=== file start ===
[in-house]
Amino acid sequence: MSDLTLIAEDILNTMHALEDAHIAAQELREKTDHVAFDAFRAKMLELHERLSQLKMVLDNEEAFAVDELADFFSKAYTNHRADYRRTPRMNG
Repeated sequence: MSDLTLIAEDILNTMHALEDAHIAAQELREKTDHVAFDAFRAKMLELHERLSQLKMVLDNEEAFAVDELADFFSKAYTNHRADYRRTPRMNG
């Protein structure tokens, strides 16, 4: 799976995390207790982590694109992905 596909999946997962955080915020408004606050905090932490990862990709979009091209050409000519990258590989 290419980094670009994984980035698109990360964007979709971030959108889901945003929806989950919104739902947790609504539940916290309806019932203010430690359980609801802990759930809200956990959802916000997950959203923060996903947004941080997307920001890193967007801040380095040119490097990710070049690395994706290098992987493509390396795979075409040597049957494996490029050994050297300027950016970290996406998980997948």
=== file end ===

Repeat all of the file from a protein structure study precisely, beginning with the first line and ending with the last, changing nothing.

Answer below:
[in-house]
Amino acid sequence: MSDLTLIAEDILNTMHALEDAHIAAQELREKTDHVAFDAFRAKMLELHERLSQLKMVLDNEEAFAVDELADFFSKAYTNHRADYRRTPRMNG
Repeated sequence: MSDLTLIAEDILNTMHALEDAHIAAQELREKTDHVAFDAFRAKMLELHERLSQLKMVLDNEEAFAVDELADFFSKAYTNHRADYRRTPRMNG
């Protein structure tokens, strides 16, 4: 799976995390207790982590694109992905 596909999946997962955080915020408004606050905090932490990862990709979009091209050409000519990258590989 290419980094670009994984980035698109990360964007979709971030959108889901945003929806989950919104739902947790609504539940916290309806019932203010430690359980609801802990759930809200956990959802916000997950959203923060996903947004941080997307920001890193967007801040380095040119490097990710070049690395994706290098992987493509390396795979075409040597049957494996490029050994050297300027950016970290996406998980997948």